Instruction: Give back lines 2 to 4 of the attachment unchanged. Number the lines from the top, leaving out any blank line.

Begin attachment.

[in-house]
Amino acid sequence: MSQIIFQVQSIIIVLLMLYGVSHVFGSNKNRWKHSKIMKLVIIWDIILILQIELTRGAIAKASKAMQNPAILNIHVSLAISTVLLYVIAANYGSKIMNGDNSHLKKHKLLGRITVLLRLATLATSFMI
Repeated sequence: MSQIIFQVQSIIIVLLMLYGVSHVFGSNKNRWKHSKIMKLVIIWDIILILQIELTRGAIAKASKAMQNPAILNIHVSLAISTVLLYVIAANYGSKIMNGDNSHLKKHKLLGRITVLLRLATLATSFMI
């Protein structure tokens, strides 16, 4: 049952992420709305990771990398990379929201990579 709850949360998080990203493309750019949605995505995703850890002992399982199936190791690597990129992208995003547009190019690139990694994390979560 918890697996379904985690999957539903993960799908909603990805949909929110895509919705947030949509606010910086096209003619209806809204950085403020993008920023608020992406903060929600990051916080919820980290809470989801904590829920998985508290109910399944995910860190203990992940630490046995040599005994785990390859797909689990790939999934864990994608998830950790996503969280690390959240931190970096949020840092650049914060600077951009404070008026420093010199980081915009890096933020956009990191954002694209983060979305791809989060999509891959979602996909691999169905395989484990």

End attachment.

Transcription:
Amino acid sequence: MSQIIFQVQSIIIVLLMLYGVSHVFGSNKNRWKHSKIMKLVIIWDIILILQIELTRGAIAKASKAMQNPAILNIHVSLAISTVLLYVIAANYGSKIMNGDNSHLKKHKLLGRITVLLRLATLATSFMI
Repeated sequence: MSQIIFQVQSIIIVLLMLYGVSHVFGSNKNRWKHSKIMKLVIIWDIILILQIELTRGAIAKASKAMQNPAILNIHVSLAISTVLLYVIAANYGSKIMNGDNSHLKKHKLLGRITVLLRLATLATSFMI
């Protein structure tokens, strides 16, 4: 049952992420709305990771990398990379929201990579 709850949360998080990203493309750019949605995505995703850890002992399982199936190791690597990129992208995003547009190019690139990694994390979560 918890697996379904985690999957539903993960799908909603990805949909929110895509919705947030949509606010910086096209003619209806809204950085403020993008920023608020992406903060929600990051916080919820980290809470989801904590829920998985508290109910399944995910860190203990992940630490046995040599005994785990390859797909689990790939999934864990994608998830950790996503969280690390959240931190970096949020840092650049914060600077951009404070008026420093010199980081915009890096933020956009990191954002694209983060979305791809989060999509891959979602996909691999169905395989484990």